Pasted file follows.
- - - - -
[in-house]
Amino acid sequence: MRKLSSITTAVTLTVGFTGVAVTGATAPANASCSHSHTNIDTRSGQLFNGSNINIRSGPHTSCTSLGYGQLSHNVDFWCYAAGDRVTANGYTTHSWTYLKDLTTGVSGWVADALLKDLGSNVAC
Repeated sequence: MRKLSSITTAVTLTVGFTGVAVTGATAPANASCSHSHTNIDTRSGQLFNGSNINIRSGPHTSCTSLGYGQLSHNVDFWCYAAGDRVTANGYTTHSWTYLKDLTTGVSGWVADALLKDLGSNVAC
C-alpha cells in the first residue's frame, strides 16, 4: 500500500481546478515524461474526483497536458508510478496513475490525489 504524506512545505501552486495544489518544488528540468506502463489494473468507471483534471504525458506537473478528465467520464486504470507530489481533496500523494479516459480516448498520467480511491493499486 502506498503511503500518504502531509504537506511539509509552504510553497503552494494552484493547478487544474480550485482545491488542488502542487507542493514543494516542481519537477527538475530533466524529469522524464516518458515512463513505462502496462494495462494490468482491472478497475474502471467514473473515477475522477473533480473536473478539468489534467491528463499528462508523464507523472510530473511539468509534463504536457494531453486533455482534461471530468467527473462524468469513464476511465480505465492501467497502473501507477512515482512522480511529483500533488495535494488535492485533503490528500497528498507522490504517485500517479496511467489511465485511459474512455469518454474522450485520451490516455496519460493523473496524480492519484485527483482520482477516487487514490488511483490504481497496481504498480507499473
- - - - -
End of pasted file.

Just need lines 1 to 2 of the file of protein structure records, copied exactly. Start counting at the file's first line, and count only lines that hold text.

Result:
[in-house]
Amino acid sequence: MRKLSSITTAVTLTVGFTGVAVTGATAPANASCSHSHTNIDTRSGQLFNGSNINIRSGPHTSCTSLGYGQLSHNVDFWCYAAGDRVTANGYTTHSWTYLKDLTTGVSGWVADALLKDLGSNVAC